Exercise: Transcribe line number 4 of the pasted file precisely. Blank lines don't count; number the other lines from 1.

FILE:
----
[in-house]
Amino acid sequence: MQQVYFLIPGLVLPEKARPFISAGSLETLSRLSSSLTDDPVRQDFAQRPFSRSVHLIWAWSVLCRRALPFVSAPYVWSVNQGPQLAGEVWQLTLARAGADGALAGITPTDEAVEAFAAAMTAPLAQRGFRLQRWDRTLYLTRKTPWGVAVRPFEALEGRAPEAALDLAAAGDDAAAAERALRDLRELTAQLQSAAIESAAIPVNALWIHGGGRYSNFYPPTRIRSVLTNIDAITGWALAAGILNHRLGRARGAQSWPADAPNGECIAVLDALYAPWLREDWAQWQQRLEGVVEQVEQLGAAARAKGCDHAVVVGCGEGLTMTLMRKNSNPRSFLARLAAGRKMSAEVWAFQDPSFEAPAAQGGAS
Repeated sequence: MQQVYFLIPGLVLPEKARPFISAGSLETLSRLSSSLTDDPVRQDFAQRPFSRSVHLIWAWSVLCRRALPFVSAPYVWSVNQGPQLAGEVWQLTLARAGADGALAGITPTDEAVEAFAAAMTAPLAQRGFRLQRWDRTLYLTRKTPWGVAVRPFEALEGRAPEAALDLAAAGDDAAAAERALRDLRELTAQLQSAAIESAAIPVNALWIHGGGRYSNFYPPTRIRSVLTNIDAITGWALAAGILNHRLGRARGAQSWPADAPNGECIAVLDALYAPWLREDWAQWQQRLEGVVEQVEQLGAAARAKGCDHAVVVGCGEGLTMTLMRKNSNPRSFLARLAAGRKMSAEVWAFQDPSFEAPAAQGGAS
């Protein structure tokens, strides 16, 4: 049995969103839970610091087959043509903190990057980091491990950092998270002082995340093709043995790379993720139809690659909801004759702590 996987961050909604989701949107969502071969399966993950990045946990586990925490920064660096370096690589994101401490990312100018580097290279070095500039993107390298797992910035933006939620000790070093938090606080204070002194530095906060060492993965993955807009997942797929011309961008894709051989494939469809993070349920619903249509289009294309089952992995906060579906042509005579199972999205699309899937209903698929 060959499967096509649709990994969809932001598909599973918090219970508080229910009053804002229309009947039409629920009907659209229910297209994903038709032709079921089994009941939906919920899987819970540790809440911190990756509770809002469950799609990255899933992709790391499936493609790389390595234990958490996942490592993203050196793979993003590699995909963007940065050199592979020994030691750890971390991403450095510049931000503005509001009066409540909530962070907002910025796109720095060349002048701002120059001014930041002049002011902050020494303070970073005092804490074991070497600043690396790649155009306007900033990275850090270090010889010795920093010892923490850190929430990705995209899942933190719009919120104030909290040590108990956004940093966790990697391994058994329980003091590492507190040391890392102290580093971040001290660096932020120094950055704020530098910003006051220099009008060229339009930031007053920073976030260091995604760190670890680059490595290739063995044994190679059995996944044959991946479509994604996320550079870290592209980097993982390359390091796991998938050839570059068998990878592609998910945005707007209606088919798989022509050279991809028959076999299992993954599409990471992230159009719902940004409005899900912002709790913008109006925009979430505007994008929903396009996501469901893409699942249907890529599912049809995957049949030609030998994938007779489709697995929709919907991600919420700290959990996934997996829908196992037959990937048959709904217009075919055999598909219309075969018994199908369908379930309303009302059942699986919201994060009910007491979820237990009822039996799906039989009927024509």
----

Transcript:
């Protein structure tokens, strides 16, 4: 049995969103839970610091087959043509903190990057980091491990950092998270002082995340093709043995790379993720139809690659909801004759702590 996987961050909604989701949107969502071969399966993950990045946990586990925490920064660096370096690589994101401490990312100018580097290279070095500039993107390298797992910035933006939620000790070093938090606080204070002194530095906060060492993965993955807009997942797929011309961008894709051989494939469809993070349920619903249509289009294309089952992995906060579906042509005579199972999205699309899937209903698929 060959499967096509649709990994969809932001598909599973918090219970508080229910009053804002229309009947039409629920009907659209229910297209994903038709032709079921089994009941939906919920899987819970540790809440911190990756509770809002469950799609990255899933992709790391499936493609790389390595234990958490996942490592993203050196793979993003590699995909963007940065050199592979020994030691750890971390991403450095510049931000503005509001009066409540909530962070907002910025796109720095060349002048701002120059001014930041002049002011902050020494303070970073005092804490074991070497600043690396790649155009306007900033990275850090270090010889010795920093010892923490850190929430990705995209899942933190719009919120104030909290040590108990956004940093966790990697391994058994329980003091590492507190040391890392102290580093971040001290660096932020120094950055704020530098910003006051220099009008060229339009930031007053920073976030260091995604760190670890680059490595290739063995044994190679059995996944044959991946479509994604996320550079870290592209980097993982390359390091796991998938050839570059068998990878592609998910945005707007209606088919798989022509050279991809028959076999299992993954599409990471992230159009719902940004409005899900912002709790913008109006925009979430505007994008929903396009996501469901893409699942249907890529599912049809995957049949030609030998994938007779489709697995929709919907991600919420700290959990996934997996829908196992037959990937048959709904217009075919055999598909219309075969018994199908369908379930309303009302059942699986919201994060009910007491979820237990009822039996799906039989009927024509």